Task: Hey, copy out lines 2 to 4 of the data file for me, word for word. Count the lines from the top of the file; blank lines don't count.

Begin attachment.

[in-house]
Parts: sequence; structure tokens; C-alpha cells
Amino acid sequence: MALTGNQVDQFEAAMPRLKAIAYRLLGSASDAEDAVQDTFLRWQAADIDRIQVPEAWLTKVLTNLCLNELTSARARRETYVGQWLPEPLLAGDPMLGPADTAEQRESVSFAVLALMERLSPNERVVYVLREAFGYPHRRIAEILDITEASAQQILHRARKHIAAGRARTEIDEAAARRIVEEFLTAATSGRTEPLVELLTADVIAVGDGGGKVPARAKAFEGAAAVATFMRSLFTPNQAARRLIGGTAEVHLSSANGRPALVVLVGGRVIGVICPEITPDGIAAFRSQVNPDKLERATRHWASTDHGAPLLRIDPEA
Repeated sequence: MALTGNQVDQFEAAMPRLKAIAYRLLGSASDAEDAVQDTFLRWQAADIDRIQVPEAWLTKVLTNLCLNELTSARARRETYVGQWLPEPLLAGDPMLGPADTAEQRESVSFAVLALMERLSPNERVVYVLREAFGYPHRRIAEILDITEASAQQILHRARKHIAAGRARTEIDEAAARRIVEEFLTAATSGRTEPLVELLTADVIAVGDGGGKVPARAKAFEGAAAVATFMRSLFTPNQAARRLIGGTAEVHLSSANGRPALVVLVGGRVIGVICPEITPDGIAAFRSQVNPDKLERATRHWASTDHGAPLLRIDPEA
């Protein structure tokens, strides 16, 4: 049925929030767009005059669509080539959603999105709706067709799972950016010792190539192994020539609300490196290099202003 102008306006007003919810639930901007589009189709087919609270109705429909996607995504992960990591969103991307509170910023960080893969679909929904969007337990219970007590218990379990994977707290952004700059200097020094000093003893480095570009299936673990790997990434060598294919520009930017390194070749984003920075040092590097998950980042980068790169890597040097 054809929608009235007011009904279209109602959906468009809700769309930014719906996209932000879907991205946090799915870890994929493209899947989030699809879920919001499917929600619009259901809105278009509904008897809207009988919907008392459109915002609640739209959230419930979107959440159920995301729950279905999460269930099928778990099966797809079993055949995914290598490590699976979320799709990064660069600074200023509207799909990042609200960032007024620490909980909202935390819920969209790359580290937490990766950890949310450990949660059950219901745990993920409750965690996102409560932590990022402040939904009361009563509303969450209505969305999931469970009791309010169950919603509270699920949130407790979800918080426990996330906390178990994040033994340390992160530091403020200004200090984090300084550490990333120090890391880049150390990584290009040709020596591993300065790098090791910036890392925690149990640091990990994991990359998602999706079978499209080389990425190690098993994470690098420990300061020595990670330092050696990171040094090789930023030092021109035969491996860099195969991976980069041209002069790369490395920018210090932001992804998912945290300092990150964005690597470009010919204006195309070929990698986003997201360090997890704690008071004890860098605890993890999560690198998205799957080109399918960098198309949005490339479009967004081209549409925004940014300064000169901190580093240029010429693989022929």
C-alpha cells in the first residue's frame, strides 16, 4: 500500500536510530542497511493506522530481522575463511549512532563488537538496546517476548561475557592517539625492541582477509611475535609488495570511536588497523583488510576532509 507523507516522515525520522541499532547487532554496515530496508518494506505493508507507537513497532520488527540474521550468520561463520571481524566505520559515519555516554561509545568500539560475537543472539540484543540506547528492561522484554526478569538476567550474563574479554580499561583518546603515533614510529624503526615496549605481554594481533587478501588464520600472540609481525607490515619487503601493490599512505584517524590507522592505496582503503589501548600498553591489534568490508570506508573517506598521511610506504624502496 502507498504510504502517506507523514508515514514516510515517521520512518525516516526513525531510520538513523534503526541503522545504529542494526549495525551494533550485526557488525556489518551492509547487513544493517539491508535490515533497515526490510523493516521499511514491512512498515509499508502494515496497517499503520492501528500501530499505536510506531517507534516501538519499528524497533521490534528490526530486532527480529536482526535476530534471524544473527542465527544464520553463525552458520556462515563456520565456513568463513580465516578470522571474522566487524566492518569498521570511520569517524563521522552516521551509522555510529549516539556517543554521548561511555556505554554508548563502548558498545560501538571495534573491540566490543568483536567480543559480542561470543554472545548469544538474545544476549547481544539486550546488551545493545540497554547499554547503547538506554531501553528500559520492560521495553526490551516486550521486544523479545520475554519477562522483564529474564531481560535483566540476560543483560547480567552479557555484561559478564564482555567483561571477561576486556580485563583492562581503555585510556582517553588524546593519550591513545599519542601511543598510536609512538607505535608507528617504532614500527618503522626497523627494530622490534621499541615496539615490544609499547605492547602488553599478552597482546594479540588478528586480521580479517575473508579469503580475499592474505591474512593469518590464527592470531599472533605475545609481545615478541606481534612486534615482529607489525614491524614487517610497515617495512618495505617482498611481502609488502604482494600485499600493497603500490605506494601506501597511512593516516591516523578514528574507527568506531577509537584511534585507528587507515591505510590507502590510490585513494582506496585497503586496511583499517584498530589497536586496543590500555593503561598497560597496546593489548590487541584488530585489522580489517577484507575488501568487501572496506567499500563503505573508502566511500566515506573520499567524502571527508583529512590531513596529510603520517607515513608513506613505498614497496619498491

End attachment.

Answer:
Parts: sequence; structure tokens; C-alpha cells
Amino acid sequence: MALTGNQVDQFEAAMPRLKAIAYRLLGSASDAEDAVQDTFLRWQAADIDRIQVPEAWLTKVLTNLCLNELTSARARRETYVGQWLPEPLLAGDPMLGPADTAEQRESVSFAVLALMERLSPNERVVYVLREAFGYPHRRIAEILDITEASAQQILHRARKHIAAGRARTEIDEAAARRIVEEFLTAATSGRTEPLVELLTADVIAVGDGGGKVPARAKAFEGAAAVATFMRSLFTPNQAARRLIGGTAEVHLSSANGRPALVVLVGGRVIGVICPEITPDGIAAFRSQVNPDKLERATRHWASTDHGAPLLRIDPEA
Repeated sequence: MALTGNQVDQFEAAMPRLKAIAYRLLGSASDAEDAVQDTFLRWQAADIDRIQVPEAWLTKVLTNLCLNELTSARARRETYVGQWLPEPLLAGDPMLGPADTAEQRESVSFAVLALMERLSPNERVVYVLREAFGYPHRRIAEILDITEASAQQILHRARKHIAAGRARTEIDEAAARRIVEEFLTAATSGRTEPLVELLTADVIAVGDGGGKVPARAKAFEGAAAVATFMRSLFTPNQAARRLIGGTAEVHLSSANGRPALVVLVGGRVIGVICPEITPDGIAAFRSQVNPDKLERATRHWASTDHGAPLLRIDPEA